In closing, then, the notion of a limited government makes eminent sense. I would suggest that a limited government does not require a Constitution. Restraint may be found, I think, in the very idea of the self, the human person. Limits come upon human autonomy; there are certain wrongful things that people must forgo in living in the state. To put it differently, they are thus encouraged to concentrate their full range of powers on good things.
Plato: the person with the well-ordered soul, governed by reason, had a constitutional ruler within himself. A government under constitutional restraint takes its model from the person who controls himself and rules his appetites by the power of reason. The person with self-control is not the weaker person, but the stronger. So it is with government.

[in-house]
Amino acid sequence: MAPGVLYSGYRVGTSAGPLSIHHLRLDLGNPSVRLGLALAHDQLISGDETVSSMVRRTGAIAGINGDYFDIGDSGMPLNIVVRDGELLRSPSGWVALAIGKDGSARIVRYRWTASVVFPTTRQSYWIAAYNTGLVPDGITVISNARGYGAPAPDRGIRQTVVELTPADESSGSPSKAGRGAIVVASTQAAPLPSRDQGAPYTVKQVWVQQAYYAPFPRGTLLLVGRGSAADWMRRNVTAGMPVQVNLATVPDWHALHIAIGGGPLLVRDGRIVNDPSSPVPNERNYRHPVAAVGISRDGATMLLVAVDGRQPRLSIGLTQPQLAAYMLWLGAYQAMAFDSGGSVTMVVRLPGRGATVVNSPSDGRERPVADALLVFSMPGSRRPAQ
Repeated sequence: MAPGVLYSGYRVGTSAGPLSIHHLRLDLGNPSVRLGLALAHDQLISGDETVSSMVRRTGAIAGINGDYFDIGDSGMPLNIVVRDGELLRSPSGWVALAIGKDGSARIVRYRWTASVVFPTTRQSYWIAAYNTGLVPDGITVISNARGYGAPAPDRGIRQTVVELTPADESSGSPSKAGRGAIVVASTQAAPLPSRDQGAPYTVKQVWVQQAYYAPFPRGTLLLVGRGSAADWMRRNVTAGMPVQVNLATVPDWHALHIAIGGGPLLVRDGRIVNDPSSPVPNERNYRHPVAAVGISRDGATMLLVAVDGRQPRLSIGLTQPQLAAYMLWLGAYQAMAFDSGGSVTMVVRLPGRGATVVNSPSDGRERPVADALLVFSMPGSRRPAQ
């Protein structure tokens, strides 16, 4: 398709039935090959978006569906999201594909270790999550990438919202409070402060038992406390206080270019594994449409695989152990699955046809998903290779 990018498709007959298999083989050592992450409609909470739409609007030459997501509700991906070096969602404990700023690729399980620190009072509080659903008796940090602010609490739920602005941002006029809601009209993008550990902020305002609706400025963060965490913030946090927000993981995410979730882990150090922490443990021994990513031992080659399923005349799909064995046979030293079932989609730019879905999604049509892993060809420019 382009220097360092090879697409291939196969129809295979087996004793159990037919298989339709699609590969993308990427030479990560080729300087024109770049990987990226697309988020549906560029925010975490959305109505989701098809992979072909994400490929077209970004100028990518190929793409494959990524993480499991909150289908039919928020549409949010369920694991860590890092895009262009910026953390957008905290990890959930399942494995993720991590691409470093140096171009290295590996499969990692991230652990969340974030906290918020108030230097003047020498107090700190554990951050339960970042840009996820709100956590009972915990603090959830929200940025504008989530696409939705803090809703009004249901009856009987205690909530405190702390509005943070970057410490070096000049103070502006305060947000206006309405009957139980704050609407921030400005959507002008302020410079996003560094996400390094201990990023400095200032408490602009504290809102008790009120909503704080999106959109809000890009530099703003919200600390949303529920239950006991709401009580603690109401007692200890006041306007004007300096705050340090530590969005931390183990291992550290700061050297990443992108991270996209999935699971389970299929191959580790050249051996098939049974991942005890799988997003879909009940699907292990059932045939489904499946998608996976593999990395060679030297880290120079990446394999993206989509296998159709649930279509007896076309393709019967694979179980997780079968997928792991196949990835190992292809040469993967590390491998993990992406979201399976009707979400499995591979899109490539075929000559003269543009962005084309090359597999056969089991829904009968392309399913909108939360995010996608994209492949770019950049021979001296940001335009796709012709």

Again: geometricians by accident, but moralists by necessity. We must face moral questions either well or badly. We cannot escape them. It is time to reconcile ourselves to the notion that this is the life we lead, and the life we must learn to do well.
Remarks on Neuhaus
His persistent line: we can still turn this around. He always saw the capacity of human beings to reach outside themselves and do something extraordinary. We buy up our friends, and ply others with compensation, saying, whenever you are as certain about something as I am, go forward; when you are uncertain, hesitate; if ever you go wrong, come back. In this way, we will make our way to the One of whom it is said: Seek His face. Seek His face always.